The ECOreport reposts new of one way to relieve pressure from Western Canada’s housing market, the ultimate tiny condo.
Originally Published on University of Alberta News
By Bev Betkowski
It’s no bigger than a cozy living room, but a tiny condo built by a University of Alberta researcher gives an exciting glimpse into the big picture of what future housing could be—affordable, functional and human.
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The ECOreport looks at how America’s largest net zero plus building illustrates the future of energy efficient design
By Roy L Hales
The first zero net energy building in the United States was erected at the beginning of this century. In California this standard has penetrated the residential market and every new home will have to produce as much energy as it consumes by 2020. The Net Zero Plus Electric Training Institute (NZP-ETI), in Greater Los Angeles, goes further. America’s largest net zero plus building is expected to generate an additional 185,000 KWh of electricity by the end of year one.
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The ECOreport reposts an OP-Ed on the value of energy efficient homes to Canada’s development
Originally Published in The Hill Times
By Vivian Chung, Dylan Heerema
There is growing recognition across the country of the importance of buildings and energy efficiency to combatting climate change and meeting our commitments under the Paris Agreement. Because nearly a quarter of Canada’s greenhouse-gas (GHG) emissions are linked to homes and buildings, improving the energy efficiency of our built environment is one of the federal government’s key action areas for climate action.
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The ECOreport reposts an update from the Pembina Institute, British Columbia’s Green Buildings
Originally Posted on the Pembina Institute
By Karen Tam Wu
France was a hub of the Renaissance, an era that saw landmark buildings built in Paris, including parts of the Louvre. So it’s fitting that the UN climate conference in Paris will host the inaugural Buildings Day. This is an important opportunity to chart a new course for how we can all use energy more efficiently within our homes and buildings.
Continue reading British Columbia’s Green Buildings
The ECOreport reposts the story of a building in Basalt Colorado hat does not use central heating or cooling systems – 5 Steps to Redefining Thermal Comfort
Originally Published on RMI Outlet
By Chris McClurg
When the story broke that RMI’s 15,610 square foot innovative new office building and convening center in Basalt, Colorado, has no traditional central heating and cooling system in spite of being located in the coldest climate zone in the continental U.S., we definitely raised some eyebrows. How would occupants stay warm with external temperatures that averaged 38 degrees Fahrenheit with only a small, distributed heating system that is the energy-use equivalent of 1.2 average-sized homes? The answer is passive, integrative design.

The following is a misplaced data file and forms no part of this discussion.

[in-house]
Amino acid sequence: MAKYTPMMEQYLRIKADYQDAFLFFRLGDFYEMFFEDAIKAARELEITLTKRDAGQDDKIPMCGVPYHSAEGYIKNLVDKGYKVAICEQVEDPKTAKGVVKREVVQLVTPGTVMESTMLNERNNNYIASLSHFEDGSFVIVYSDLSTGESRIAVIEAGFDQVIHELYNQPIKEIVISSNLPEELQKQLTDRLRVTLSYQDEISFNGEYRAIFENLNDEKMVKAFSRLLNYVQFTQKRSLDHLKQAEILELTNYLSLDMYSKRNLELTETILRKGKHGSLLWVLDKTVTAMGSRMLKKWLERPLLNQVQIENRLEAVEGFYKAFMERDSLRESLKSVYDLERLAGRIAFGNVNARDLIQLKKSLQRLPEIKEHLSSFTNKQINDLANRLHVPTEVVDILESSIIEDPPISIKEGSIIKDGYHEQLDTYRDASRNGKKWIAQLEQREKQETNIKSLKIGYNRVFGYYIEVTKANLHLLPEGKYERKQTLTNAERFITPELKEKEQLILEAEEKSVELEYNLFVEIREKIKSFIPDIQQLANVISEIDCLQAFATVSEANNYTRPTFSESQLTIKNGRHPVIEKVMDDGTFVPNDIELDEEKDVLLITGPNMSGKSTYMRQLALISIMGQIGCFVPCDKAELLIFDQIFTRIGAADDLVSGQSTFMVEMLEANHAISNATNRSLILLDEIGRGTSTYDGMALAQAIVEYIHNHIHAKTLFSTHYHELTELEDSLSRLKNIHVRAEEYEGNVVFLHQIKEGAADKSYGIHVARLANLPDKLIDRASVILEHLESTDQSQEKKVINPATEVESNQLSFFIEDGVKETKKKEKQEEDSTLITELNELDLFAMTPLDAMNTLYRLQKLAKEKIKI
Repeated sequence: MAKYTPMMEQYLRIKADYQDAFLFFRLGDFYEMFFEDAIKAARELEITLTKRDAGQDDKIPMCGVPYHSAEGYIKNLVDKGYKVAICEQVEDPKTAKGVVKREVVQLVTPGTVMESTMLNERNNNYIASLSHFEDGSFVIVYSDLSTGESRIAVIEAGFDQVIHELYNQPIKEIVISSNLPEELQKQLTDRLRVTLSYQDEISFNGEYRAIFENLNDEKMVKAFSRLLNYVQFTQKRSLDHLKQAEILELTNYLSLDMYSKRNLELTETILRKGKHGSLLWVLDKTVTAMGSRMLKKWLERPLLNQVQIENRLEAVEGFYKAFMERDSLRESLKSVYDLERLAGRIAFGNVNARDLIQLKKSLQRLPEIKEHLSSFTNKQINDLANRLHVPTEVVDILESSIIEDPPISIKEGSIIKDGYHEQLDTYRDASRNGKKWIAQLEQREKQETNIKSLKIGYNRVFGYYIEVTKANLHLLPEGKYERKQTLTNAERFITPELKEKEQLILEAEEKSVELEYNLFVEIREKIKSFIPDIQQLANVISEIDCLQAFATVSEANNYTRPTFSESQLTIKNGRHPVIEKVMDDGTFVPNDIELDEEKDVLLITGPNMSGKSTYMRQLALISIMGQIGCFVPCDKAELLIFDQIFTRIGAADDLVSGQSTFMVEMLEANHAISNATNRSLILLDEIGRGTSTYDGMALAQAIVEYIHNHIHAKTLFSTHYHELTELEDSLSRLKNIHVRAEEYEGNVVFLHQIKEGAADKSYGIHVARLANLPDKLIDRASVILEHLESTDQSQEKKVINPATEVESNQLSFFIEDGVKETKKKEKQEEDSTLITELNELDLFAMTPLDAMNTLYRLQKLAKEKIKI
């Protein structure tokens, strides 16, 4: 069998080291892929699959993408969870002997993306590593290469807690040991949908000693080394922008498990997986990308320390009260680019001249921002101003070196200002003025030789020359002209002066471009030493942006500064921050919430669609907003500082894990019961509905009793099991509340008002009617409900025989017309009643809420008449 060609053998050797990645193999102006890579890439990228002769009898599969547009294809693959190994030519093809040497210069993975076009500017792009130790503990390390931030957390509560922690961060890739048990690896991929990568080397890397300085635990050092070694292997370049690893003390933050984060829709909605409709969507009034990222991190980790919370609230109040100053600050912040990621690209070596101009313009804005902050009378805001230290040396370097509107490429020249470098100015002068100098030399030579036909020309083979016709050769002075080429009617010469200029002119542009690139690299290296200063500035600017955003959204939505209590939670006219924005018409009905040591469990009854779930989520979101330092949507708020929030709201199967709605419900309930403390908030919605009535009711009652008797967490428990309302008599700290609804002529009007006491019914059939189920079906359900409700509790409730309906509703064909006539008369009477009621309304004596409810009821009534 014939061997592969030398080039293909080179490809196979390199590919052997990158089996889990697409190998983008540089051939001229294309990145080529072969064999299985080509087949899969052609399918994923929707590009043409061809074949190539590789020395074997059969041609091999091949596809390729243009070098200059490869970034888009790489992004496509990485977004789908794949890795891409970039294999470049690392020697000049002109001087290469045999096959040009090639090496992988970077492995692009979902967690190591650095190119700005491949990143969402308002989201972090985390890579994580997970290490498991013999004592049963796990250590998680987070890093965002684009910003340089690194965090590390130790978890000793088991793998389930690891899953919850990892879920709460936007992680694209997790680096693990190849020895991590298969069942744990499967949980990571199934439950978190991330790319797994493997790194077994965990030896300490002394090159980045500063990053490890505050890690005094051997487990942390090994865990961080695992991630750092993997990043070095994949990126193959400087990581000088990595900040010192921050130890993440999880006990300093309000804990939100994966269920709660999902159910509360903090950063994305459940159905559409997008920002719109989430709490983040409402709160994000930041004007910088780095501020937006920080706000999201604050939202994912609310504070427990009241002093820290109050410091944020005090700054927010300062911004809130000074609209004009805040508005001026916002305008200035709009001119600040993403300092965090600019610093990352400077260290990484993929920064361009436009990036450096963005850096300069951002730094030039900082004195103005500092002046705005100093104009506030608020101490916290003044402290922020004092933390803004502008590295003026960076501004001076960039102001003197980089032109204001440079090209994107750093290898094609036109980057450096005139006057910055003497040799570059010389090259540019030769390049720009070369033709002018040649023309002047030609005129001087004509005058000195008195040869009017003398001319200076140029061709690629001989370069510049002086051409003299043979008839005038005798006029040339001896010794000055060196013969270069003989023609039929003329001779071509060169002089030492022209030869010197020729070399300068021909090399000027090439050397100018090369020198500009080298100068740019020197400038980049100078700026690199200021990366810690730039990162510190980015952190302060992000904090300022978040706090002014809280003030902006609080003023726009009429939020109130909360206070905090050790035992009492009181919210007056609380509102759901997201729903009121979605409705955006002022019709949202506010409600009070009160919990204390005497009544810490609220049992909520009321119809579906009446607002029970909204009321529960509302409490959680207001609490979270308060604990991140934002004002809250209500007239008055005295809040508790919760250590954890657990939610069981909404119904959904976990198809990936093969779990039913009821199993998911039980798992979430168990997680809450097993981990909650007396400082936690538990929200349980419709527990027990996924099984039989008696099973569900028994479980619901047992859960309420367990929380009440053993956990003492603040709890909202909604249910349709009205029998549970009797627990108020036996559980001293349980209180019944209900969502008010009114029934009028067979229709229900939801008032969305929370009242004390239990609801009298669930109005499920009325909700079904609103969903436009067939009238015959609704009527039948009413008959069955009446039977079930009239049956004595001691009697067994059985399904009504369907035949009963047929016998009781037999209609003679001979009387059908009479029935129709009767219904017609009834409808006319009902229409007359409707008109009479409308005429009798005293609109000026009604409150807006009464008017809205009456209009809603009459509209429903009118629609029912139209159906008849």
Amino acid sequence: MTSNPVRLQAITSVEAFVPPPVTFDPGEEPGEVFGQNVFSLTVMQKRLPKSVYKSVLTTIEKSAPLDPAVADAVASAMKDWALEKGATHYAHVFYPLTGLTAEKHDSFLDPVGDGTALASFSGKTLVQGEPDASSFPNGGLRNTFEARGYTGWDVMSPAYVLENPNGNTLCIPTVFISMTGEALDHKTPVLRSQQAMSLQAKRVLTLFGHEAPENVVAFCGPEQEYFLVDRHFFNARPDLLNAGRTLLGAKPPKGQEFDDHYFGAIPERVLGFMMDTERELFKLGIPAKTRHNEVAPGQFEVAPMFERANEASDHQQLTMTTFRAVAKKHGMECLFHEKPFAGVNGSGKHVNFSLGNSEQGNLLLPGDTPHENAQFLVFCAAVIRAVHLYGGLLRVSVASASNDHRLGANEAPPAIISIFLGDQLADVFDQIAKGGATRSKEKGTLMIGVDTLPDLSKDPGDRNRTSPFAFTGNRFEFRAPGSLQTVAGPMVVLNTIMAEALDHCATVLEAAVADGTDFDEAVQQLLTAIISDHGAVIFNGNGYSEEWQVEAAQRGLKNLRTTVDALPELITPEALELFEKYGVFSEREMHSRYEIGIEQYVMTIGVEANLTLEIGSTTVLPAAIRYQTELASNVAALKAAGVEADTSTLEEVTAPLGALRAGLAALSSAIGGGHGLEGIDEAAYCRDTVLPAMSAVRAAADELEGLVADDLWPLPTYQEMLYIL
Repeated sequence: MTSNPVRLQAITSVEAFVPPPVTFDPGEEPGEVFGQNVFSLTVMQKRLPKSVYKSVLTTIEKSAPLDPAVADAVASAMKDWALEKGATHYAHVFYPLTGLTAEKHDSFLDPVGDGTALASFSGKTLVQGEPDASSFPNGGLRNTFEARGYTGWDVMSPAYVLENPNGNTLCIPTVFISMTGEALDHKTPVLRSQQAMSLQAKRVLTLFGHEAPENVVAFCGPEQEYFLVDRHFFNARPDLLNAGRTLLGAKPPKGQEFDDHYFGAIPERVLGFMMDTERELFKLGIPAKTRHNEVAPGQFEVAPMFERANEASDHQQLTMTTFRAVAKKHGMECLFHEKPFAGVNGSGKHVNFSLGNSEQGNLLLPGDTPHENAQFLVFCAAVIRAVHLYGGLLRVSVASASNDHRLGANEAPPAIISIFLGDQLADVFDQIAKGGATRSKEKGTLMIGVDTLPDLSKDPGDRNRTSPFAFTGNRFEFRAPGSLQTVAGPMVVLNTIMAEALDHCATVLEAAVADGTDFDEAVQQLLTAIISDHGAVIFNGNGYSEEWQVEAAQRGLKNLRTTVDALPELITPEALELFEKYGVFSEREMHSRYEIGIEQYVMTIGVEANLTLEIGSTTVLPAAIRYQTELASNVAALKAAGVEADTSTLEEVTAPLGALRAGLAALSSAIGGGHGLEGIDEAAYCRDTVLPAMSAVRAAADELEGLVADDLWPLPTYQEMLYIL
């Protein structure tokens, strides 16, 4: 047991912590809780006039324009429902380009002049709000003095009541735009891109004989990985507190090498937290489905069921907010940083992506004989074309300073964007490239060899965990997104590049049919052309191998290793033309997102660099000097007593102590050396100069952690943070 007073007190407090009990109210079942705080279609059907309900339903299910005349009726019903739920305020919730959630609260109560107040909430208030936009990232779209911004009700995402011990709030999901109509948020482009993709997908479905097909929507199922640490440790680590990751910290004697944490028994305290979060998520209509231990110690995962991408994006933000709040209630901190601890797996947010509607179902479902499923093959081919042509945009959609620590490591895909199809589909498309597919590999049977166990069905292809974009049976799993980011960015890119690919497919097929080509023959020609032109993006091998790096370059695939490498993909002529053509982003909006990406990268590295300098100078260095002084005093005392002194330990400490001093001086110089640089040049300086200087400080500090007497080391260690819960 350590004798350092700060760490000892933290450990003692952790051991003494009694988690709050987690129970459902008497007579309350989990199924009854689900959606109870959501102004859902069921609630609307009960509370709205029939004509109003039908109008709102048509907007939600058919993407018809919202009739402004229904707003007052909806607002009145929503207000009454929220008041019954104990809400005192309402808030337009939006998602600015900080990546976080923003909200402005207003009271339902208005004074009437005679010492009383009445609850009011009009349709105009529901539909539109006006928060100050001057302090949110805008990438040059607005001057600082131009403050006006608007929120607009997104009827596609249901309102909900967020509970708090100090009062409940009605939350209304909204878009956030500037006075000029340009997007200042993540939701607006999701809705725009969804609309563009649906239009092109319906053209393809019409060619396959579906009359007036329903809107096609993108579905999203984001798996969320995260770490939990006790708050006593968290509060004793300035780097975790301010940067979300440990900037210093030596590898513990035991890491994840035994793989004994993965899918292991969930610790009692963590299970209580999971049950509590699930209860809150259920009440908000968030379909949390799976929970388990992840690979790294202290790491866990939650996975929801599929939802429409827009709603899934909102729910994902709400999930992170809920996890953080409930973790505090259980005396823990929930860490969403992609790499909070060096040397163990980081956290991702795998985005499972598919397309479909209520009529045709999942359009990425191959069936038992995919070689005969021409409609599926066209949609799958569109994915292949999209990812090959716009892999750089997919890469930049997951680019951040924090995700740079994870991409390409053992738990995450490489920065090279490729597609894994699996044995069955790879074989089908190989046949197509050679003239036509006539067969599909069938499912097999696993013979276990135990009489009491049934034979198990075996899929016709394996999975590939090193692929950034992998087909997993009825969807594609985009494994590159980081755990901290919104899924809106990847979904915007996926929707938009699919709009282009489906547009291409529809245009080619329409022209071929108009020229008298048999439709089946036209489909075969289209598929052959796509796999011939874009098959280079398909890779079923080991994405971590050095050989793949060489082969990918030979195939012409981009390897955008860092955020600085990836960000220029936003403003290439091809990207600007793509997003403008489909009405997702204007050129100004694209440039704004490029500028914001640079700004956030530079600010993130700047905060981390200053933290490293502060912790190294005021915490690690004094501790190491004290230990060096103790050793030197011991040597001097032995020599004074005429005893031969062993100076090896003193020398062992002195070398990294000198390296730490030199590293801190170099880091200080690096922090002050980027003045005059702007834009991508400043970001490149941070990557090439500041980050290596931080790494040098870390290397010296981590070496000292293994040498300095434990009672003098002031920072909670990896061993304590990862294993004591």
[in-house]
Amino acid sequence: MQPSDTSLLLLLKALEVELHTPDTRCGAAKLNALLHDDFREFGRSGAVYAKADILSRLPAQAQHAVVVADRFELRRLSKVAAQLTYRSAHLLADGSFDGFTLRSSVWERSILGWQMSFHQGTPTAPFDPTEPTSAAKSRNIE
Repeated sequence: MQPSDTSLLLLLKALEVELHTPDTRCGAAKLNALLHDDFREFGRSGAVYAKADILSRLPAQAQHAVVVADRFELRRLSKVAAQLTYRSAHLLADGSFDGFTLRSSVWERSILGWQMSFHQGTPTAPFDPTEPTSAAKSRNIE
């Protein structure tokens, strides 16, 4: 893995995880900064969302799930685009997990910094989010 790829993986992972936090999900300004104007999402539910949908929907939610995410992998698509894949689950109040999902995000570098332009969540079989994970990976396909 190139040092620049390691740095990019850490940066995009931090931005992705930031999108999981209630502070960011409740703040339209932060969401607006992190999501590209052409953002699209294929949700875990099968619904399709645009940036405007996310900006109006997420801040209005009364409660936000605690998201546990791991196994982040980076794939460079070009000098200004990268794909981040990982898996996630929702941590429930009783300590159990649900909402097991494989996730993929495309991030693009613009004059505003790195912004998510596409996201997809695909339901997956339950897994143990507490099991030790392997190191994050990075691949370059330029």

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The ECOreport reposts news that Seattle Adopts Progressive Building Legislation
Originally Published on Seattle.Gov
Earlier this month, City Council passed building energy legislation that propels Seattle into an elite group of cities with progressive policies aimed at driving energy efficiencies and reducing climate impacts. At the direction of Mayor Murray, OSE developed the new policies to keep Seattle on track to meet Seattle’s GHG emissions reduction goal in the building sector, as outlined in our Climate Action Plan . OSE worked closely with stakeholders from the building community and would like to recognize the significant input and expertise they provided which helped OSE to craft the final bills. Seattle’s new energy legislation addresses three distinct areas:
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The ECOreport looks at Filming The World’s “First” Eco-Friendly Skyscraper, the Shanghai Tower
By Roy L Hales
If we can believe the developers, Joe Nafis’ stunning documentary the Shanghai Tower is much more than a record of how the plantet’s second-highest skyscraper was built. Nafis spent four years filming the World’s “first” eco-friendly skyscraper.
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Associate Professor Thomas Davidoff of UBC’s Sauder School of Business says candidates should be discussing affordable housing as a federal election issue
Originally Published on UBC News
Q/ What should the future prime minister do?
TD: To address high housing prices, which can make it difficult for renters to transition to home ownership, we should shift the tax burden from income taxes towards property taxes and taxing capital gains on housing. As different levels of government control income taxes and property taxes, they will need to work together.
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They are incredibly beautiful but a new study from the University of York found that in in hot, polluted climates, Living Green Walls May Be A Health Hazard
Originally Published on Click Green
Living ‘green’ walls may have adverse health effects on office workers living in hot, polluted climates, new research by University of York academics has found.
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By Roy L Hales
Though LEED is not the world’s only green building rating system, it is the most most widely used and recognized. Thus it is no small thing that, for the second year in a row, Canada is #2 for LEED building in the World.
Continue reading Canada is #2 for LEED building in the World.